Ossified cephalhematoma is rare and usually occur in newborns due to birth injury. Some ossified cephalhematomas can resorb spontaneously while others require surgery because of cosmetic reasons. Simple excision of new bone is usually sufficient. It should be also differentiated from another clinical entity called intradiploic hematoma which requiers surgery. In reported cases, of infant intradiploic hematoma cases clinical and radiologicial findings are similar to those of ossified cephalhematoma. We believed that the thickness of skull is preserved in the cases of ossified cephalhematoma while thickness of inner and outer tables of skull are significantly decreased in the cases if intradiploic hemotoma.
Cephalhematoma, Ossified cephalhematoma, Intradiploic hematoma, Birth injury
Cephalhematoma is the blood collection between the pericranium and skull. It usually occur in parietal region of the newborns, associated with birth injury secondary to use of forceps or vacum device [1,2].
Most of the cephalhematomas resorb spontaneously within 4-6 weeks. However very rarely, displaced periost induce subperiostal osteogenesis resulting in ossified cephalhematoma. Large ossified cephalhemotomas are rare and cause cosmetic deformity requiring surgical correction.
Another patology that should be differentinted from ossifed cephalhemotomasis intradiploic hematoma of the skull [3-5]. Intradiploic hematoma is the expanding bleeding within the diploe between internal and external tables of the skull, following mild head injury. In this report we present a case of large ossified cephalhemotoma with a discussion about differential diagnosis.
A 40-day-old female baby was admitted to the hospital with 7 × 8 cm hard left parietal mass. She was delivered vaginally using forceps and the mass was growing since birth. The patient was neurologically intact and blood tests for coagulation disorders were normal.
ACT scan showed left parietal extracranial hypodense mass surrounded with bone density Shell (Figure 1). This apperance is well known as double skull and is charaeteristic for the ossified cephalhemotoma. The contour of the skull is normal. Excision of new bone was planned but the parents of the patient refused the surgery.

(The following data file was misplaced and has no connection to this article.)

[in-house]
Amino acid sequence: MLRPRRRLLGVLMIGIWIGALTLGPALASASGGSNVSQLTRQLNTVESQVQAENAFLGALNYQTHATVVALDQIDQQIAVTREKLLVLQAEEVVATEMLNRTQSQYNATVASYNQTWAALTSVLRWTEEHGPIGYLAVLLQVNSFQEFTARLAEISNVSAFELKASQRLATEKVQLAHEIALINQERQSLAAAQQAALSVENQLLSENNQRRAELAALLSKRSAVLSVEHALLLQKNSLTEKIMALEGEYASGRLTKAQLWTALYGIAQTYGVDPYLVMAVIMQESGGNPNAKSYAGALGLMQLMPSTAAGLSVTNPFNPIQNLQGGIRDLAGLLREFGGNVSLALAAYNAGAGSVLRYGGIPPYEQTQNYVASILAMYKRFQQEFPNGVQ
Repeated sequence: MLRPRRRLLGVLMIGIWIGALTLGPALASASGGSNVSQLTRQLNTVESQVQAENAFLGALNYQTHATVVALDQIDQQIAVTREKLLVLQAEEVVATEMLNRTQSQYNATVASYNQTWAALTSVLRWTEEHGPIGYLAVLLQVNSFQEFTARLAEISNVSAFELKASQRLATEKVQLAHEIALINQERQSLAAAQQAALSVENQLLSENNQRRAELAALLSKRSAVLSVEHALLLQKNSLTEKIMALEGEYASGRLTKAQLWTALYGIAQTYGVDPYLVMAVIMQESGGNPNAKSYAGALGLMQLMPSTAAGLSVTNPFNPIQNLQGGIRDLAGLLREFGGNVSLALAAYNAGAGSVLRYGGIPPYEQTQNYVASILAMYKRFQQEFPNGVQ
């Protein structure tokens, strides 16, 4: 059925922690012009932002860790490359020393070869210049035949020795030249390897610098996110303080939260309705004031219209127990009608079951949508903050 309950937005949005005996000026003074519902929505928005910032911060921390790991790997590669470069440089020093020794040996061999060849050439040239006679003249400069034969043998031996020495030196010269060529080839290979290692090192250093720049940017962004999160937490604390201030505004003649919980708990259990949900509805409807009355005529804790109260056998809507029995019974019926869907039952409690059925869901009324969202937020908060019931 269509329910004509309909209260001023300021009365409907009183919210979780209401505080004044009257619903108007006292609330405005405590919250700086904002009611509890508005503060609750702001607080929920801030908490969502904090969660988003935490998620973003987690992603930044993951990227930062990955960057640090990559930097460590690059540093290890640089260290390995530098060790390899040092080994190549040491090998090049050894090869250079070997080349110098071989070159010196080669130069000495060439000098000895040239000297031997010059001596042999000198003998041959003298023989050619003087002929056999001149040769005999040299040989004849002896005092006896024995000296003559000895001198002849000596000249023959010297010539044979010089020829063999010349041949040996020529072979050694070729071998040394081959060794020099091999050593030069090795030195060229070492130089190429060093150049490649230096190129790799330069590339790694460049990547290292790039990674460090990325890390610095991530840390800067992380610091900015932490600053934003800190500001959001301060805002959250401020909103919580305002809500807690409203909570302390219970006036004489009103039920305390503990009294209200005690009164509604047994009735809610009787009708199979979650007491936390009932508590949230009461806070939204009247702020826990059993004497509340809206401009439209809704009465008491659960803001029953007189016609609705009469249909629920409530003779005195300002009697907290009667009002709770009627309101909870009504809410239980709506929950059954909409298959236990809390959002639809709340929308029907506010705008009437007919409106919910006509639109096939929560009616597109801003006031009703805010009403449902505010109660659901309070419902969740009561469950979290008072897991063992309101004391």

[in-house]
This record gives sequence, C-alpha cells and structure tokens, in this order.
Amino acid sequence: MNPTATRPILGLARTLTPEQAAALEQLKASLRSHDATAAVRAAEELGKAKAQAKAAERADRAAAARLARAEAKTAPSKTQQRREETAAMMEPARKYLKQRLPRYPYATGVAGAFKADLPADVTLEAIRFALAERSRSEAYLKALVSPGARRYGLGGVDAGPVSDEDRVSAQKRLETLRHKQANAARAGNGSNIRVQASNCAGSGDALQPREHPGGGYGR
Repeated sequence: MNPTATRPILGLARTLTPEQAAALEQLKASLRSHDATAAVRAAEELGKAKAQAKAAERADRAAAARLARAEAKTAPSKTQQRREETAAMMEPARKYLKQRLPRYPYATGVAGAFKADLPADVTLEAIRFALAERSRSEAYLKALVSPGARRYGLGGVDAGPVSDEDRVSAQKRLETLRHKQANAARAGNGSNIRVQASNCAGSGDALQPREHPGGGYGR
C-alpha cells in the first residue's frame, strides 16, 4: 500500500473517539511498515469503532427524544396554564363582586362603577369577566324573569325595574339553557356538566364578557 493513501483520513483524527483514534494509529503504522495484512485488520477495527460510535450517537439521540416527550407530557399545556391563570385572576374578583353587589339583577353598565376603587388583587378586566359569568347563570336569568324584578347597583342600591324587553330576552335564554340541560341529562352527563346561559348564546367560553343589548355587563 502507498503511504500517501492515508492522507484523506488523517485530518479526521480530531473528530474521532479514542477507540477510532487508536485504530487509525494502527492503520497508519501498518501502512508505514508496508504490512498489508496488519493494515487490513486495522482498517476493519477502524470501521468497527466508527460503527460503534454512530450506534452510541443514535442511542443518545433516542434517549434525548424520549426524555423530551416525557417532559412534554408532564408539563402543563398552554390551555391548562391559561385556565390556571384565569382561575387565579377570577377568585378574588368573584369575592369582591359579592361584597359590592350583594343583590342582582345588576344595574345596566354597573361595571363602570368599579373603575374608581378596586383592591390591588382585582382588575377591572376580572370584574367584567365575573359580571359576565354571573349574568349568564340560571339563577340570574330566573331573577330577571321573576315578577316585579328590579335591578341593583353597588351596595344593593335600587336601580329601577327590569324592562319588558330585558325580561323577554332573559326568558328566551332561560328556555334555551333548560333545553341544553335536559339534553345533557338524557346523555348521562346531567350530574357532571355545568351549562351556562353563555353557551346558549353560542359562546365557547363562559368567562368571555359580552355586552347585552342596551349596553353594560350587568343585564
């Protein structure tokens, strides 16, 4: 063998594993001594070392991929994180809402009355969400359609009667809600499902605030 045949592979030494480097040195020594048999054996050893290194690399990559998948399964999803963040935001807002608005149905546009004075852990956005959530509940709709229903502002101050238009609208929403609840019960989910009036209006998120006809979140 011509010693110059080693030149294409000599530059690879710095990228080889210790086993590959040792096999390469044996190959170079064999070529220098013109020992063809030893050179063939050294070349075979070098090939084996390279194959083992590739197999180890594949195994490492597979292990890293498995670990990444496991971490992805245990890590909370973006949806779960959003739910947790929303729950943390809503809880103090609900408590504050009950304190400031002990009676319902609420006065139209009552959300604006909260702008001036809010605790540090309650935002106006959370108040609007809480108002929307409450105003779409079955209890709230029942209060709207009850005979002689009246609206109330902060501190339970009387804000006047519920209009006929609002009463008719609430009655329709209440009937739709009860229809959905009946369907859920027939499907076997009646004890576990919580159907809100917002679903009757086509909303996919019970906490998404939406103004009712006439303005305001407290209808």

Figure 1: A CT scan shows left parietal extracranial mass with bony shell. A double skull appearance is seen. View Figure 1
Detachment of pericranium (periost) layer due to inward outward movement of the flexible neonatal skull during the trauma causes subperiostal bleeding. Incidence of cephalhemotoma changes between 0.2-2%. In only 3-5% of them subperiostal osteogenesis occurs and ossified cephal hemotoma developes although most of them resolve spontaneously [1,2].
Histopathologic examination of the new bone shows mature bony structures therefore the term ossification is more appropriate than calcification to describe the process .
Ossified cephalhemotoma usually does not cause neurological symptoms hovewer, surgery is indicated for the cosmetic reasons. On the basis of surgical approach ossified cephalhematomas is classfied in two types. In type 1, the contour of the skull is normal while in type 2 depression of the original skull is present .
CT is essential for the diagnosis and excluding the other pathologies. Hovewer, there are some reports describing intradiploic hematomas in newborns and infants with same clinical and radiological findings [3-5]. We belived that the correct diagnosis may be ossified cephalhematoma in most of these cases. The main confusion about the diagnosis is the misinterpretation of new bone as outer lamella. Some ossified cephalhematomas can resorb spontaneously, therefore it is mandatory to differentiate it from intradiploic hematomas which require surgery. In ossified cephalhematoma cases, the contour and the thickness of the skull under the hematoma is preserved (type 1 ossified cephalhematoma). In type 2 ossified cephalhematoma cases, althoughs light depression of the skull is present, the thickness of skull is still nearly preserved . MRI usually shows the hematoma content as hyperintensity on T1 weighted images and its help is limited in the demonstration of bony structures . Intradiploic hemotomas is rare and usually occur in adults with frontal predilection, secondary to mild injury . Encroachment to intracranial cavity causing neurological deficit and elevated intracranial pressure is common. Thickness of internal and external tables decrease significantly.
Surgical treatment of ossifed cephalhematoma type 1 is the simple excision of the new bone formation. Some authors prefer crainotomy and remodelling the bone in type 2 cases . However in type 2 cases with slight depression of cranium, simple excision of the bone cape is usually sufficent.
Ossified cephalhematoma is rare and usually occur in newborns due to birth injury. Some ossified cephalhematomas can resorb spontaneously while others require surgery because of cosmetic reasons. It should be also differentiated from another clinical entity called intradiploic hematoma which requiers surgery. Simple excision of the new bone formation is usually sufficent.